CXCR4 and CXCL12 have become a major avenue of cancer research since Muller and colleagues established a role for this chemokine receptor/ligand pair in cancer metastasis (22). CXCR4 is upregulated in at least 23 different cancers (3) and is associated with a clinical poor prognosis (23, 24). We reported that CXCR4 activation upregulates β1 integrin function in B16 melanoma cells, enhancing their ability to adhere to the vessel wall, and thereby increasing the risk for lung metastasis (5). Others reported that CXCR4-CXCL12 signaling also promotes lung metastasis through stromal cells (16, 25). For example, CXCR4 recruits myeloid dendritic cells, which enhance tumor growth, angiogenesis, and micrometastasis (25). Mice with CXCR4+/− stromal cells exhibit diminished formation of CXCR4-expressing B16 lung metastasis (16). Administration of AMD3100 to CXCR4+/− ...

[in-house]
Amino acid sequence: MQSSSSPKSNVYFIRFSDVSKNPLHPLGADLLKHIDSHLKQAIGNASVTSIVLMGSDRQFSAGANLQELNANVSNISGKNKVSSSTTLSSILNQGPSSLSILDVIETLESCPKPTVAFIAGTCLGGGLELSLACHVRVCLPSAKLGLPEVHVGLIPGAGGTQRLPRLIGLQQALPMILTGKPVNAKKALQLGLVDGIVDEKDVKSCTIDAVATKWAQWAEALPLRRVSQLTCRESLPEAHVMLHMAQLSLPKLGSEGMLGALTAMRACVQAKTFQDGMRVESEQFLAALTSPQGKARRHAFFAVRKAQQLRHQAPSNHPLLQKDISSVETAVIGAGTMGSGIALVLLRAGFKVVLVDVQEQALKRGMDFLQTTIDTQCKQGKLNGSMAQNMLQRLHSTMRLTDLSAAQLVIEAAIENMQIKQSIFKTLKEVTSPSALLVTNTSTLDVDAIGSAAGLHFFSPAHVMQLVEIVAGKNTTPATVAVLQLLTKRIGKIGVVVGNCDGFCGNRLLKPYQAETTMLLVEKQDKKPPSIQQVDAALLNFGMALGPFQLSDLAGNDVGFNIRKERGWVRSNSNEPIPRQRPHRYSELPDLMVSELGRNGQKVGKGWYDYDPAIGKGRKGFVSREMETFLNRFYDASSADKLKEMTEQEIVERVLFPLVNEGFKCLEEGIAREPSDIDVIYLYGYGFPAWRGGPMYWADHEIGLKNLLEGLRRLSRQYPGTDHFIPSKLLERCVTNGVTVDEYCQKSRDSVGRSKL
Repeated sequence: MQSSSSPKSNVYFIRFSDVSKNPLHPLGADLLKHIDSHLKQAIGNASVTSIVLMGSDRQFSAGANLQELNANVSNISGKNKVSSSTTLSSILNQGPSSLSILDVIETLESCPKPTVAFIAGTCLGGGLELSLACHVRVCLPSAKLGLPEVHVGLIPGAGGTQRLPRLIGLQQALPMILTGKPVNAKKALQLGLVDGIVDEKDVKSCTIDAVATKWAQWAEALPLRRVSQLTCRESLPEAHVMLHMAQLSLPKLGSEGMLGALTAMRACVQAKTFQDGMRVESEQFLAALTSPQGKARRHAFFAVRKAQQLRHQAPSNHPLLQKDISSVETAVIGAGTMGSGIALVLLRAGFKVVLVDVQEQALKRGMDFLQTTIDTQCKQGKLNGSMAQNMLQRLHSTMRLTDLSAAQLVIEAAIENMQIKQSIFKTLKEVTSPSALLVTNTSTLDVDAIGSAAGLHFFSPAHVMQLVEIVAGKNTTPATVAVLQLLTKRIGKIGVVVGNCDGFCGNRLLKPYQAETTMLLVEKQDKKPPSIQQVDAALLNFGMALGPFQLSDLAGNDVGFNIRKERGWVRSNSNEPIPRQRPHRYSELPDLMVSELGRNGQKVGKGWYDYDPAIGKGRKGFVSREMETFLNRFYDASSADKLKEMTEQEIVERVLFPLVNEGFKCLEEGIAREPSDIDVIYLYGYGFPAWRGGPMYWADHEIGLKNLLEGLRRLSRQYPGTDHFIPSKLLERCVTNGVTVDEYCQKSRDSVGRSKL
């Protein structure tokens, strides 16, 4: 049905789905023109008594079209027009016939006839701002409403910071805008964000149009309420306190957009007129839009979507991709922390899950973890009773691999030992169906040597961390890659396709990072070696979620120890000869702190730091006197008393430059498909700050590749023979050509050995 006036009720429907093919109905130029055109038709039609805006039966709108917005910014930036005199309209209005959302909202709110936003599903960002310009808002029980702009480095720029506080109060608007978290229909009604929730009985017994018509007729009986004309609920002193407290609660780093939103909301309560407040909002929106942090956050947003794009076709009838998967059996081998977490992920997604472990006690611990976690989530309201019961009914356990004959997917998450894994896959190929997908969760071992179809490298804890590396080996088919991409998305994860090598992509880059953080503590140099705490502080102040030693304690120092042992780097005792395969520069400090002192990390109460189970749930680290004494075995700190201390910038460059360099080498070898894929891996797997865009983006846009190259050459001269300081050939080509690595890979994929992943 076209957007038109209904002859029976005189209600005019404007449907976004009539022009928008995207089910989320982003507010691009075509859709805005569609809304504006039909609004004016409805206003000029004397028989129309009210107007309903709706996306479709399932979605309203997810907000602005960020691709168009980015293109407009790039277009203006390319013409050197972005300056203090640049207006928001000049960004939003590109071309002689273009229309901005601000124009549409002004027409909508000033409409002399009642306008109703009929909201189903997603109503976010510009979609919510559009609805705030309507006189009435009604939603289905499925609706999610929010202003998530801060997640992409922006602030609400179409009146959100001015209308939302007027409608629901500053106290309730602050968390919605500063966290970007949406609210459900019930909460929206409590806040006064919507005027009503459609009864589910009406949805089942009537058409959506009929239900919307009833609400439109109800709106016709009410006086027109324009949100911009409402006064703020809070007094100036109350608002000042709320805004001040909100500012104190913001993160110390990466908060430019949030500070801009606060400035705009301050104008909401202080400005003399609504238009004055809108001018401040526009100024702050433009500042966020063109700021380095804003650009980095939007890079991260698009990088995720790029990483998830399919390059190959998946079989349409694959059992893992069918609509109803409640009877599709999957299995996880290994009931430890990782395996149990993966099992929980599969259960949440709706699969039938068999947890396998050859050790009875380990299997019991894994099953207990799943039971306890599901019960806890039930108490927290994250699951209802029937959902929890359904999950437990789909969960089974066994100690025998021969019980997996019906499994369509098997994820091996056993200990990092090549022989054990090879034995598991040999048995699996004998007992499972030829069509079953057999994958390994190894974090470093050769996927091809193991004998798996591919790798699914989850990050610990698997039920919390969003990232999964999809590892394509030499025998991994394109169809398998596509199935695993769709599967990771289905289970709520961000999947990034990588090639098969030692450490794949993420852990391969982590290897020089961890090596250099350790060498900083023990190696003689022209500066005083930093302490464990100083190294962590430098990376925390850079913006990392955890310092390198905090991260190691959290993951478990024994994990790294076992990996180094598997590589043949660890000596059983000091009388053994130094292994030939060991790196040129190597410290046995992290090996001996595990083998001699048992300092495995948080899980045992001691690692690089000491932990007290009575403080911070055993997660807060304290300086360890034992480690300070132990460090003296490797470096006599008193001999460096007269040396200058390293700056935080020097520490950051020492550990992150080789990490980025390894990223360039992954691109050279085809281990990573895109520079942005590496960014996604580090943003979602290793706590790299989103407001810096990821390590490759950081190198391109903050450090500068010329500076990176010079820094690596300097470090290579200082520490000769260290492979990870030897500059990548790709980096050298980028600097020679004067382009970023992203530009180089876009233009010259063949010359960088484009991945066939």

Endothelial progenitor cells (EPCs) play an important role in ischemic stroke. However, there are few studies on the relationship between EPC and nondisabling ischemic cerebrovascular events. Our aim was to investigate the association of EPCs and SDF-1 (serum stromal cell-derived factor-1) with NICE (nondisabling ischemic cerebrovascular events). TIA (transient ischemic attack) and minor stroke patients (153 in total) who had an onset of symptoms within 1 day were consecutively collected. 83 of the patients were categorized into the HR-NICE (high-risk nondisabling ischemic cerebrovascular event) group, and 70 of the patients were in the NHR-NICE (non-high-risk nondisabling ischemic cerebrovascular events) group. Adopted FCM (flow cytometry) was used to measure EPCs, taking double-positive CD34/KDR as EPCs. ELISA was used to measure the concentrations of serum SDF-1 and VEGF (vascular endothelial growth factor). By the sequence of admission time, 15 patients were selected separately from the HR-NICE